Well, I ALMOST decided (yet again) to delay continuing on this week so that we could talk about paper products as ‘worm food’. Thankfully I came to my senses (haha) and remembered that we’ll have plenty of opportunity to touch on food topics again in future newsletters. So, this week, as promised, we are getting into the topic of ‘worm farming systems’ – aka ‘vermicomposting’ or ‘vermiculture’ systems.
I think the best way to get started, as always, is with an overview of the topic.
So what exactly IS a ‘worm farming system’?
I’m sure no one will be surprised to learn that it is system used for the containment and rearing of earthworms for various purposes – such as vermicompost production, organic waste processing, and/or worm biomass production.
While it doesn’t really need to be ‘contained’ within an actual structure, for best results, a worm farming system SHOULD provide the worms with a protective habitat of some sort (which we’ll talk more about in a minute), and access to a sufficient supply of food – very often one and the same.
A protective habitat is one that meets the basic needs of the worms, and acts as a buffer against any harsh conditions that can develop either inside or outside of the system. Some of the basic requirements of worms, as we’ve discussed numerous times, include:
1) Moisture (typically between 50 and 80%),
2) Darkness – which can be provided by both the substrate and the structure (if any) of the system,
3) Warmth – best if the temperature is between 15 and 30 C (59 and 86 F), and 4) Oxygen – worms are quite tolerant of low levels of oxygen, but definitely won’t survive for long when conditions become completely anaerobic.
Of course, food could also be considered one of the important basic requirements of worms, but as mentioned above, in a worm farming system the lines between food and habitat are usually blurred. Even the material we often refer to as ‘bedding’ is simply a longer-term food source.
With the worms’ best interests at heart and these basic requirements in mind (and of course, a little practice), one should be able to develop a ‘feel’ for how to create a quality worm farming system.
The type of system you choose to use should also be in line with your overall goal (ie. worm production, vermicompost production etc), your budget, and your talents/skills. Obviously if you’ve never picked up a hammer in your life, the construction of an advanced, large-scale system may not be a realistic expectation etc.
There certainly are some advantages to buying one of the many commercially-available systems – which can range in size from small worm bins to giant flow-through reactors – but at the end of the day, if you can’t provide the worms with their basic needs and ensure their protection, no amount of money spent will guarantee that you’ll be able to keep them alive. As such, I generally recommend that all vermicomposting newcomers get their feet wet by simply setting up a basic worm bin. Once you’ve mastered the basic principles, you’ll be much better prepared to work with a larger (more advanced) system.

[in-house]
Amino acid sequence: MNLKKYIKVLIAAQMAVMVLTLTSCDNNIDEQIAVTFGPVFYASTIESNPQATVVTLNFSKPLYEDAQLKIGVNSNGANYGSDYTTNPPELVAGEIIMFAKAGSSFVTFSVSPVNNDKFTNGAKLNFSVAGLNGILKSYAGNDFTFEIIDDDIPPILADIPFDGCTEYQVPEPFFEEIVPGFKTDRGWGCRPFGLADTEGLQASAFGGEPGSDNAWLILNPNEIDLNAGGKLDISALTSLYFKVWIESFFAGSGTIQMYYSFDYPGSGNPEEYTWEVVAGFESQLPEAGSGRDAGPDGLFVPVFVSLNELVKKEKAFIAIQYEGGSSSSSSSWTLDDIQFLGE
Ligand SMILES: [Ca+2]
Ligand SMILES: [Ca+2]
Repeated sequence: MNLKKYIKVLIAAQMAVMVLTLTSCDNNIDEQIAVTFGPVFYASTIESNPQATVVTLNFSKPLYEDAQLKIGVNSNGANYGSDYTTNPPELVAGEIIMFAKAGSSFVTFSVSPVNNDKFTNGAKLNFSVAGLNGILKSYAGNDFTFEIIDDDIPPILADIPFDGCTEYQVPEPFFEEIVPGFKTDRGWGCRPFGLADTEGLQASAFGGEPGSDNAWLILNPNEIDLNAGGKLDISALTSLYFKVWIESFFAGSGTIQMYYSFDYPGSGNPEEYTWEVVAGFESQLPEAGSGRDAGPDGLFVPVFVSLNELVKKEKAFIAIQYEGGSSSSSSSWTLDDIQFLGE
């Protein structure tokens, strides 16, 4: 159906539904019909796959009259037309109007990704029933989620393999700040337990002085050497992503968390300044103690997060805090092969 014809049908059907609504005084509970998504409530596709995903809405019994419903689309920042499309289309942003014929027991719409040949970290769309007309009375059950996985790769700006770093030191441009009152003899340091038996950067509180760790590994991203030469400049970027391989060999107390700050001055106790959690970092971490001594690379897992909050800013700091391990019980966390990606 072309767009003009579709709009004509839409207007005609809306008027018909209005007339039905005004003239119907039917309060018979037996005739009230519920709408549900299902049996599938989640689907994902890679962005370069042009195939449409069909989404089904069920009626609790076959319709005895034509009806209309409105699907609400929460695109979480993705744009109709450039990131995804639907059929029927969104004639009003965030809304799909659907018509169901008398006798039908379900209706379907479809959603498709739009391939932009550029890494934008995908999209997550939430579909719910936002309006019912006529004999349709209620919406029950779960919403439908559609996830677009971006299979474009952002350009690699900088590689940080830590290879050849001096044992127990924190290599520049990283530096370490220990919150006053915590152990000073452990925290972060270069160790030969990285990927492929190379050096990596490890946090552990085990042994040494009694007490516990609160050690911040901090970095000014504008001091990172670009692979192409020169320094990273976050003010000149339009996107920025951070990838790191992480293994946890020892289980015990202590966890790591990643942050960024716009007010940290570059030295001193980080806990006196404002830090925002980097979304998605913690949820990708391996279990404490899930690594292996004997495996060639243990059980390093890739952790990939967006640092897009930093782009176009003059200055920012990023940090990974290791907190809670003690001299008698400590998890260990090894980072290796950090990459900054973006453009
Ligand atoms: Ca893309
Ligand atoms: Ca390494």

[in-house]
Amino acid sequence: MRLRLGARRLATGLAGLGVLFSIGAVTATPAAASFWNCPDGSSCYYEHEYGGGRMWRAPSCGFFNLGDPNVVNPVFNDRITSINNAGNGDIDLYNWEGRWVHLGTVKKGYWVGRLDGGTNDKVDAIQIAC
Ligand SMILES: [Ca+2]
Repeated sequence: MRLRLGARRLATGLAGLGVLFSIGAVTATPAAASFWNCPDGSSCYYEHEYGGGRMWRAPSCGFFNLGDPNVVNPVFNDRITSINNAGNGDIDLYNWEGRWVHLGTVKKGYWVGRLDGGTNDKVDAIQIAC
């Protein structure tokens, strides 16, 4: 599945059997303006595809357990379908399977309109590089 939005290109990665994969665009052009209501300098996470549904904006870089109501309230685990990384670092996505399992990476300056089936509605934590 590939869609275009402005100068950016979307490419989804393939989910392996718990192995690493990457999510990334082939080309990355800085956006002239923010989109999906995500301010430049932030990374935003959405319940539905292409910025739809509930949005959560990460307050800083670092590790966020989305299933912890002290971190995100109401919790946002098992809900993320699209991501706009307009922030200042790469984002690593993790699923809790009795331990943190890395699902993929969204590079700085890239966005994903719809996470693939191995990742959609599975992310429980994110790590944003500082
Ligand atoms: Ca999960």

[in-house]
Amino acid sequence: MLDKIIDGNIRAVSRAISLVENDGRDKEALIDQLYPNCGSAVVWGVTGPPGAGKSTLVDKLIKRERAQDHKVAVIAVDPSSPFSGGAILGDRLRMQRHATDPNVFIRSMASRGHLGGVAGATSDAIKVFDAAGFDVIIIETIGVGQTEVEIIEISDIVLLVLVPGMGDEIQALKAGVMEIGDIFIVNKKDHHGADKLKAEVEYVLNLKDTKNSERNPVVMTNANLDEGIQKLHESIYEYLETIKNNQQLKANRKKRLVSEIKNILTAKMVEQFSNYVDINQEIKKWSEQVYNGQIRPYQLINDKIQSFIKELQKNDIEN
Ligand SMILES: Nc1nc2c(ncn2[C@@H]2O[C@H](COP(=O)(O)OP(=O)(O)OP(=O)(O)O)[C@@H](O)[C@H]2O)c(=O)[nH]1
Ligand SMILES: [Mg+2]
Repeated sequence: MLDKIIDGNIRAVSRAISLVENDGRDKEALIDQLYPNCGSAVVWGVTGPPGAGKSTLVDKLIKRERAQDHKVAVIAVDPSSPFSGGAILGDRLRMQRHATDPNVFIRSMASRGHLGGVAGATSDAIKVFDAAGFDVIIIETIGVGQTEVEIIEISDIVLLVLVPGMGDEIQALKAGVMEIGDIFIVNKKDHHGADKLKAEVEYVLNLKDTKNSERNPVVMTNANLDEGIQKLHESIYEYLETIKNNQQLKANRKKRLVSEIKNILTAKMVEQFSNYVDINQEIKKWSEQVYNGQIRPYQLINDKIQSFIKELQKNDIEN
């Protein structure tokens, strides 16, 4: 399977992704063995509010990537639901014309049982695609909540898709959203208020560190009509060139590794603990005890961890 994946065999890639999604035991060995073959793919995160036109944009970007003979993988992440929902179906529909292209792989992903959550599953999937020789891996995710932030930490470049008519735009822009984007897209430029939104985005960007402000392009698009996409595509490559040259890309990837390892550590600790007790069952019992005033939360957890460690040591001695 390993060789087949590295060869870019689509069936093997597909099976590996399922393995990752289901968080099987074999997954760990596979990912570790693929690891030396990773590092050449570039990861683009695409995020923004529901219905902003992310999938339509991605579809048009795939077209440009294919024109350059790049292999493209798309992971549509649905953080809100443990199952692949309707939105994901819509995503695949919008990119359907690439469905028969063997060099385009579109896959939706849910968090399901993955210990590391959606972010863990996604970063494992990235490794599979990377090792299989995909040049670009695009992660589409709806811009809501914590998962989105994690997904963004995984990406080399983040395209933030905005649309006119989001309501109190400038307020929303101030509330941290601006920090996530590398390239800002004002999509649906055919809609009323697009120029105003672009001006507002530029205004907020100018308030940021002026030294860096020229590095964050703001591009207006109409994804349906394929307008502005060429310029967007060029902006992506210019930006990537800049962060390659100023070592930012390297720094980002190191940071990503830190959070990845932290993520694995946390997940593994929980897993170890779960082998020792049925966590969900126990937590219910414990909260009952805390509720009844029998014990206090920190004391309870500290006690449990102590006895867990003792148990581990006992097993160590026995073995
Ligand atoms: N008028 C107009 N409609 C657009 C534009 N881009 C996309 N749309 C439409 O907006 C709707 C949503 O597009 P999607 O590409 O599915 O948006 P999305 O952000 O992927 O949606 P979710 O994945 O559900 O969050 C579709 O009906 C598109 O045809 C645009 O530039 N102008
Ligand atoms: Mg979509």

As mentioned, a worm farming system doesn’t actually need to be contained within some sort of structure. There are many low-tech approaches that can offer a cost-effective yet efficient means of achieving one’s worm farming goals.
These types of systems, such as windrows, are often kept outdoors, so they are not without their own share of limitations (generally climate-dependent). Nevertheless this approach can still be the best option, especially when just starting out, and in certain climatic regions.
Also on the ‘low-tech, inexpensive end of the spectrum are the systems created by re-using containers originally designed and used for other purposes. With a slight change in perspective and a little bit of ingenuity on your part, that old fridge or bath tub collecting dust out in your shed just might provide you with a vermicomposting system as good or even better than something you would pay hundreds of dollars for!
Over the course of the next several weeks we will talk about ALL the major types of vermicomposting systems, starting with an in-depth look at the common ‘worm bin’ (and its kin). We will also spend more time talking about the creation of the ideal ‘worm habitat’ to help ensure that your worms continue to thrive.